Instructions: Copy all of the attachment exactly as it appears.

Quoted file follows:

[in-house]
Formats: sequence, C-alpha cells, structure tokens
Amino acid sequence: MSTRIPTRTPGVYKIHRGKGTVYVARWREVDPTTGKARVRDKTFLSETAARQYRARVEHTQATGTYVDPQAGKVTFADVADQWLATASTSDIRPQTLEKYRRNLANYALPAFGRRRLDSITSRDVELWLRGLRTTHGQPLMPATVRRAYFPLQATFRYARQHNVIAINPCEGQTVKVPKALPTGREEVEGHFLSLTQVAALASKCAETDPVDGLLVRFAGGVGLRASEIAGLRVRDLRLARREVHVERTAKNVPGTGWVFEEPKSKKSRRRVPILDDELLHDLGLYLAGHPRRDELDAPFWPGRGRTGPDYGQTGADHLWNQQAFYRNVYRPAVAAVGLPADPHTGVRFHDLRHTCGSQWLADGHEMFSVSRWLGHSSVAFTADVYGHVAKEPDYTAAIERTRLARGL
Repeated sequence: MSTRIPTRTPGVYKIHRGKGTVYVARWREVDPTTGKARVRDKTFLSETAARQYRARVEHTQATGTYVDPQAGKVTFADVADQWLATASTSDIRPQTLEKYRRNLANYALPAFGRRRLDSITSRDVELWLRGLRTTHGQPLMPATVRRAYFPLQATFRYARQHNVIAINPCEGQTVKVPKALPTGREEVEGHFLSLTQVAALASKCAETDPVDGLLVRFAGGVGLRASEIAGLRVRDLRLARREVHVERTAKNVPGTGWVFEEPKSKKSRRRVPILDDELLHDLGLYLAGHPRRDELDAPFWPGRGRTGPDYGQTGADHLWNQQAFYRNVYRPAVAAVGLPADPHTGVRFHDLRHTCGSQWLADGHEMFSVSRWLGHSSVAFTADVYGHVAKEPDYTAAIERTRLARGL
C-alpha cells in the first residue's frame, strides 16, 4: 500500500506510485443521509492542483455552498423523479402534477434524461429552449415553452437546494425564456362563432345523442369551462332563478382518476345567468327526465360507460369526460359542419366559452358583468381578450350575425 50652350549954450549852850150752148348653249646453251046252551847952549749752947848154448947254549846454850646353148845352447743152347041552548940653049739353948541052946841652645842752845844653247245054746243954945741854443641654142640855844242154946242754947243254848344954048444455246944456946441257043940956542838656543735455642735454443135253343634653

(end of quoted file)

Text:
[in-house]
Formats: sequence, C-alpha cells, structure tokens
Amino acid sequence: MSTRIPTRTPGVYKIHRGKGTVYVARWREVDPTTGKARVRDKTFLSETAARQYRARVEHTQATGTYVDPQAGKVTFADVADQWLATASTSDIRPQTLEKYRRNLANYALPAFGRRRLDSITSRDVELWLRGLRTTHGQPLMPATVRRAYFPLQATFRYARQHNVIAINPCEGQTVKVPKALPTGREEVEGHFLSLTQVAALASKCAETDPVDGLLVRFAGGVGLRASEIAGLRVRDLRLARREVHVERTAKNVPGTGWVFEEPKSKKSRRRVPILDDELLHDLGLYLAGHPRRDELDAPFWPGRGRTGPDYGQTGADHLWNQQAFYRNVYRPAVAAVGLPADPHTGVRFHDLRHTCGSQWLADGHEMFSVSRWLGHSSVAFTADVYGHVAKEPDYTAAIERTRLARGL
Repeated sequence: MSTRIPTRTPGVYKIHRGKGTVYVARWREVDPTTGKARVRDKTFLSETAARQYRARVEHTQATGTYVDPQAGKVTFADVADQWLATASTSDIRPQTLEKYRRNLANYALPAFGRRRLDSITSRDVELWLRGLRTTHGQPLMPATVRRAYFPLQATFRYARQHNVIAINPCEGQTVKVPKALPTGREEVEGHFLSLTQVAALASKCAETDPVDGLLVRFAGGVGLRASEIAGLRVRDLRLARREVHVERTAKNVPGTGWVFEEPKSKKSRRRVPILDDELLHDLGLYLAGHPRRDELDAPFWPGRGRTGPDYGQTGADHLWNQQAFYRNVYRPAVAAVGLPADPHTGVRFHDLRHTCGSQWLADGHEMFSVSRWLGHSSVAFTADVYGHVAKEPDYTAAIERTRLARGL
C-alpha cells in the first residue's frame, strides 16, 4: 500500500506510485443521509492542483455552498423523479402534477434524461429552449415553452437546494425564456362563432345523442369551462332563478382518476345567468327526465360507460369526460359542419366559452358583468381578450350575425 50652350549954450549852850150752148348653249646453251046252551847952549749752947848154448947254549846454850646353148845352447743152347041552548940653049739353948541052946841652645842752845844653247245054746243954945741854443641654142640855844242154946242754947243254848344954048444455246944456946441257043940956542838656543735455642735454443135253343634653